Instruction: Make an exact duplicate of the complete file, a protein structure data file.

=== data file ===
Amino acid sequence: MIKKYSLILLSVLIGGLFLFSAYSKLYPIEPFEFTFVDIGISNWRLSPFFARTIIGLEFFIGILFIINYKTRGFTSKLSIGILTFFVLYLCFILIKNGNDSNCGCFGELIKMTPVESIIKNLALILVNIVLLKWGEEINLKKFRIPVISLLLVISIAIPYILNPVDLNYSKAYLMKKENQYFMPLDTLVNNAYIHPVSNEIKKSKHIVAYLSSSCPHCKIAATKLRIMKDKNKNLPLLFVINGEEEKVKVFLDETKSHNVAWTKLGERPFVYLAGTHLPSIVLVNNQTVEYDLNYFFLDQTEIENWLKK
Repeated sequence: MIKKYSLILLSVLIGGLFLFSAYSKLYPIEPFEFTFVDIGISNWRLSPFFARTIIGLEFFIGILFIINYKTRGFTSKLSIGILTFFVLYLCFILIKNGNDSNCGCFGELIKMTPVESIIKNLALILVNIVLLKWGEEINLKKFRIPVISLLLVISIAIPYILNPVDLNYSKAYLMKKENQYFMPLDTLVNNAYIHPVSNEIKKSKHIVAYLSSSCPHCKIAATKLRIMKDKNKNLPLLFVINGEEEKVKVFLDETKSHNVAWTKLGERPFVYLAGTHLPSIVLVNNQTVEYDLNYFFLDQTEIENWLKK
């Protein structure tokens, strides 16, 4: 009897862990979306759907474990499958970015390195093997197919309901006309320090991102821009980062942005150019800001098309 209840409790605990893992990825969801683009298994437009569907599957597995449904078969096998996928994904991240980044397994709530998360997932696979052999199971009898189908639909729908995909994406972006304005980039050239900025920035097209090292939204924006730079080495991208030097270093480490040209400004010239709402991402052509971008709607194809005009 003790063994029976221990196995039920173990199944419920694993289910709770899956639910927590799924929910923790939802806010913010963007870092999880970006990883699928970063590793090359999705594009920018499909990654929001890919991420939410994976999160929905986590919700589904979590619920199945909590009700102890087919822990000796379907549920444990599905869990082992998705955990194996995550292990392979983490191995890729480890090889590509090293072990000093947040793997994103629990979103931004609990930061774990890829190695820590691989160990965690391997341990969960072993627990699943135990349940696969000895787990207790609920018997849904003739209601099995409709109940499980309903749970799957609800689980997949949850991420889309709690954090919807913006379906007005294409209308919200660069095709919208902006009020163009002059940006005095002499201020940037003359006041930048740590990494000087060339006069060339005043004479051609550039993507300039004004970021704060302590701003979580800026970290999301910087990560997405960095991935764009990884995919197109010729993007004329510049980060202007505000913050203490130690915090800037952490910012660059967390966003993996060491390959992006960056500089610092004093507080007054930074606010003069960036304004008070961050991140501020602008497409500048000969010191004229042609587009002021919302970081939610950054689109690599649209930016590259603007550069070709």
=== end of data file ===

Amino acid sequence: MIKKYSLILLSVLIGGLFLFSAYSKLYPIEPFEFTFVDIGISNWRLSPFFARTIIGLEFFIGILFIINYKTRGFTSKLSIGILTFFVLYLCFILIKNGNDSNCGCFGELIKMTPVESIIKNLALILVNIVLLKWGEEINLKKFRIPVISLLLVISIAIPYILNPVDLNYSKAYLMKKENQYFMPLDTLVNNAYIHPVSNEIKKSKHIVAYLSSSCPHCKIAATKLRIMKDKNKNLPLLFVINGEEEKVKVFLDETKSHNVAWTKLGERPFVYLAGTHLPSIVLVNNQTVEYDLNYFFLDQTEIENWLKK
Repeated sequence: MIKKYSLILLSVLIGGLFLFSAYSKLYPIEPFEFTFVDIGISNWRLSPFFARTIIGLEFFIGILFIINYKTRGFTSKLSIGILTFFVLYLCFILIKNGNDSNCGCFGELIKMTPVESIIKNLALILVNIVLLKWGEEINLKKFRIPVISLLLVISIAIPYILNPVDLNYSKAYLMKKENQYFMPLDTLVNNAYIHPVSNEIKKSKHIVAYLSSSCPHCKIAATKLRIMKDKNKNLPLLFVINGEEEKVKVFLDETKSHNVAWTKLGERPFVYLAGTHLPSIVLVNNQTVEYDLNYFFLDQTEIENWLKK
């Protein structure tokens, strides 16, 4: 009897862990979306759907474990499958970015390195093997197919309901006309320090991102821009980062942005150019800001098309 209840409790605990893992990825969801683009298994437009569907599957597995449904078969096998996928994904991240980044397994709530998360997932696979052999199971009898189908639909729908995909994406972006304005980039050239900025920035097209090292939204924006730079080495991208030097270093480490040209400004010239709402991402052509971008709607194809005009 003790063994029976221990196995039920173990199944419920694993289910709770899956639910927590799924929910923790939802806010913010963007870092999880970006990883699928970063590793090359999705594009920018499909990654929001890919991420939410994976999160929905986590919700589904979590619920199945909590009700102890087919822990000796379907549920444990599905869990082992998705955990194996995550292990392979983490191995890729480890090889590509090293072990000093947040793997994103629990979103931004609990930061774990890829190695820590691989160990965690391997341990969960072993627990699943135990349940696969000895787990207790609920018997849904003739209601099995409709109940499980309903749970799957609800689980997949949850991420889309709690954090919807913006379906007005294409209308919200660069095709919208902006009020163009002059940006005095002499201020940037003359006041930048740590990494000087060339006069060339005043004479051609550039993507300039004004970021704060302590701003979580800026970290999301910087990560997405960095991935764009990884995919197109010729993007004329510049980060202007505000913050203490130690915090800037952490910012660059967390966003993996060491390959992006960056500089610092004093507080007054930074606010003069960036304004008070961050991140501020602008497409500048000969010191004229042609587009002021919302970081939610950054689109690599649209930016590259603007550069070709």